Resident Aliens

This book is written to challenge churches to avoid become places filled with nice people, pastors, and purposes.  Too often in the American church landscape, the church co-opts the language and issues of the day and then simply rephrases them in Christian speak.  They don’t say anything too controversial or counter-cultural.  Willimon and Hauerwas challenge the church to be a community of resident aliens—a colony or outpost of heaven here on earth—not in a way that withdraws from the world, but in a way that is truly unique in its composition.  “The overriding political task of the church is to be the community of the cross” (pg. 47) 

In essence, they call the local church community to be truth-tellers.  We should have the guts to speak and act as God is.  They point to the Sermon on the Mount for a description of God’s vision for his community.  And they point to the story of Anninias and Saphira as an example of what it looks like to be truth-tellers.  Peter valued corporate truthy-ness to individual well-being.  The Christian community is not primarily about making people feel good or meeting felt needs.  It is about being a community that represents and proclaims God’s vision for humanity.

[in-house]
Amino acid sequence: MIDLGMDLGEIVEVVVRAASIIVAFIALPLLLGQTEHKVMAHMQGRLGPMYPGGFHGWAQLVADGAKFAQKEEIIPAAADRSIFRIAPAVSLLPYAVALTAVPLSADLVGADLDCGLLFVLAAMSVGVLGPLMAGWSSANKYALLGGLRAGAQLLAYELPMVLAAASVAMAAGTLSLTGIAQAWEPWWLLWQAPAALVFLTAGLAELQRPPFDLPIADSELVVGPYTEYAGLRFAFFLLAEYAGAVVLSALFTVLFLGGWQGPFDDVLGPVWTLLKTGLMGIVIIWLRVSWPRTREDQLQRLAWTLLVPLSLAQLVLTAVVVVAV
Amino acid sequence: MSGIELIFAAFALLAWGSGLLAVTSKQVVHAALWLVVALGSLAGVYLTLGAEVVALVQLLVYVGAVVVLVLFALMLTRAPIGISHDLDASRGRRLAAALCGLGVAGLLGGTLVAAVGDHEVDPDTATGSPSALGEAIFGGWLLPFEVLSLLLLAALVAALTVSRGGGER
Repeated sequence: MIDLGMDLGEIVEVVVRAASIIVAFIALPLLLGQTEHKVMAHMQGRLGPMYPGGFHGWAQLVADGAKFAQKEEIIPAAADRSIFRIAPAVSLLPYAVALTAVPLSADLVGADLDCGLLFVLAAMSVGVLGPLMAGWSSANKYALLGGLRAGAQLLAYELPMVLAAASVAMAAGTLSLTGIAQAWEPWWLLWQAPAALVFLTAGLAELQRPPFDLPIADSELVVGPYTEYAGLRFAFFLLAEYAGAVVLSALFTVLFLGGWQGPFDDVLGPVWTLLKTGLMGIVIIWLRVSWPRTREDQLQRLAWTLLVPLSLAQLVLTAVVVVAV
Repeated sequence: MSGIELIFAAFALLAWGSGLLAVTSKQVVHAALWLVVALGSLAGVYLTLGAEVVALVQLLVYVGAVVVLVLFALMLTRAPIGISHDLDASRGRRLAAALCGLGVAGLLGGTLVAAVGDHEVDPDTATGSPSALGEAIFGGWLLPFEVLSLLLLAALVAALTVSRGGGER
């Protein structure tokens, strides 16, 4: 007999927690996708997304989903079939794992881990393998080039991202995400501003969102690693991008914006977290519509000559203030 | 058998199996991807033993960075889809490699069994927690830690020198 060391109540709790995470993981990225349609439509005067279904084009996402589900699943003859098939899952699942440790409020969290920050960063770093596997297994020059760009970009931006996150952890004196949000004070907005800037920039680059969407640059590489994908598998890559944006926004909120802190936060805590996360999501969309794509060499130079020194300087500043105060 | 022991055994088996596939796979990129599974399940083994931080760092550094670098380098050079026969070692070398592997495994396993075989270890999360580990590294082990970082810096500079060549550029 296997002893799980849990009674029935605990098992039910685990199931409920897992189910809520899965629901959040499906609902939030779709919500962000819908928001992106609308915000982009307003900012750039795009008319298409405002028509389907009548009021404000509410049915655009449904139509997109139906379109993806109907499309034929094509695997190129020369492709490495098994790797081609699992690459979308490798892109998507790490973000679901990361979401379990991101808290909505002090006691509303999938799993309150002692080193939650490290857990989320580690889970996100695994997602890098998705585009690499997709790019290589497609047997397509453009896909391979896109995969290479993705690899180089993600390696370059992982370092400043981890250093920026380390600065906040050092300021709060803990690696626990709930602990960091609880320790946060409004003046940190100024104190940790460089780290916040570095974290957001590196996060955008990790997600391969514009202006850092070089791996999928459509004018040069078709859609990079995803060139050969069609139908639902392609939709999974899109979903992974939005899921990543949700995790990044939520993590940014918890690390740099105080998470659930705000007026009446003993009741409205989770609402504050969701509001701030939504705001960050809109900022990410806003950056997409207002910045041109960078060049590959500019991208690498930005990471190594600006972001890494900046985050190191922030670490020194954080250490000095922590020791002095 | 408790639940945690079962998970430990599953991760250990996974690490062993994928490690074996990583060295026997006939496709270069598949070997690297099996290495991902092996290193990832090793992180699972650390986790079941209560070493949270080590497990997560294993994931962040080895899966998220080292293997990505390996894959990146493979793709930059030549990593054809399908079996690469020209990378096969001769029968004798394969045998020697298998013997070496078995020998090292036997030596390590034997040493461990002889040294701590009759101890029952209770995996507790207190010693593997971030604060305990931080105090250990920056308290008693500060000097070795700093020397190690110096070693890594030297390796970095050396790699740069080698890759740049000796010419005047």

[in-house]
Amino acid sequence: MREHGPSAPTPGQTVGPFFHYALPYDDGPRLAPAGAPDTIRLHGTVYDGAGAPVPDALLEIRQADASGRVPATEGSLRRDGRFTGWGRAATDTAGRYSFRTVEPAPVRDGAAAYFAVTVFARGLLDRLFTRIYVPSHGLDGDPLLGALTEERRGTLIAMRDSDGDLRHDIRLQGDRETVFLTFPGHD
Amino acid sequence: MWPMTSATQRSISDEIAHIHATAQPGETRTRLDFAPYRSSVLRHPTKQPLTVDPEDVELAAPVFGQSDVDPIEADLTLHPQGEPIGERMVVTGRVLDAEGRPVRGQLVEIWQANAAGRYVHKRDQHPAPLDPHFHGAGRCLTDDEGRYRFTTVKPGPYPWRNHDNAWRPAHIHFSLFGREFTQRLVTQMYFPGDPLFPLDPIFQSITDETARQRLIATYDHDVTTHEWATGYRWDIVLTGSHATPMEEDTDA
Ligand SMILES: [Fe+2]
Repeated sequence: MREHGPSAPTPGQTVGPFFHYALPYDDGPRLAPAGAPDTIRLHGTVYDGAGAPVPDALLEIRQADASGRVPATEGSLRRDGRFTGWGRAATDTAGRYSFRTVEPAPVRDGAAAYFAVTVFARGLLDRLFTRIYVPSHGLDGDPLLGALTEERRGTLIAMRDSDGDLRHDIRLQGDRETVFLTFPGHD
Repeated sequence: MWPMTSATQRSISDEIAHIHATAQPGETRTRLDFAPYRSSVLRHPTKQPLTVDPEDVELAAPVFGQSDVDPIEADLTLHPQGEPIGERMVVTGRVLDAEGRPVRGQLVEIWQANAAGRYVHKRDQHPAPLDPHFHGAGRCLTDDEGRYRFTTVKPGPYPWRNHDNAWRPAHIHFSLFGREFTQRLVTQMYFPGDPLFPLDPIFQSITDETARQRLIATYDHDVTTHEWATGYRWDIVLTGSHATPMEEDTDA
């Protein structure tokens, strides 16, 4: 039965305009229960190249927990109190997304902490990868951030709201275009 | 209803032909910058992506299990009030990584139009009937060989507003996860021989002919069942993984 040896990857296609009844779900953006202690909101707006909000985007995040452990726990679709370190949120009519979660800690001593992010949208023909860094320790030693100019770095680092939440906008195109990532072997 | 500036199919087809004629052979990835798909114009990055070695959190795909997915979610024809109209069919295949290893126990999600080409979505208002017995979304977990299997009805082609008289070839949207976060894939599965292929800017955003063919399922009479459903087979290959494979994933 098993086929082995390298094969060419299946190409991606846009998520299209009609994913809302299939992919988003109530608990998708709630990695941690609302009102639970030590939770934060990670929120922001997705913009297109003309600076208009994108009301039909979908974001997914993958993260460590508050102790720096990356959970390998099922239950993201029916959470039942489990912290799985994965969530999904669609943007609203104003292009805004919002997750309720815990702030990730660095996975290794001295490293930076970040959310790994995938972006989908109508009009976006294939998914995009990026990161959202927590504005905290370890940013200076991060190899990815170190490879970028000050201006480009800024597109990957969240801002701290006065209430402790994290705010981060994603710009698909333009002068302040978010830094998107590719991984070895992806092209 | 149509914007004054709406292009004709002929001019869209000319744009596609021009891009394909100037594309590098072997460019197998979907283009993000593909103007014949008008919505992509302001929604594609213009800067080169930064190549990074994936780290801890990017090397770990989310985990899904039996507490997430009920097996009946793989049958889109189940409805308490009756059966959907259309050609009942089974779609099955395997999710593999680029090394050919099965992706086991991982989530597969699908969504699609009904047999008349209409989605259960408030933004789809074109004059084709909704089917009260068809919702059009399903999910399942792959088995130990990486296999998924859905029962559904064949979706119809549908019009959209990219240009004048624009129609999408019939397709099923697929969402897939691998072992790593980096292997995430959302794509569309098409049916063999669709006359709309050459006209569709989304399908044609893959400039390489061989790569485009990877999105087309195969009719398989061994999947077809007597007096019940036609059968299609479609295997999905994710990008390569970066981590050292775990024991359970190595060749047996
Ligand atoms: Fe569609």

I loved this book, and it is a great reminder to me.  They see profound purpose in the church.  This book reminded me both how important and how powerful the local church can be.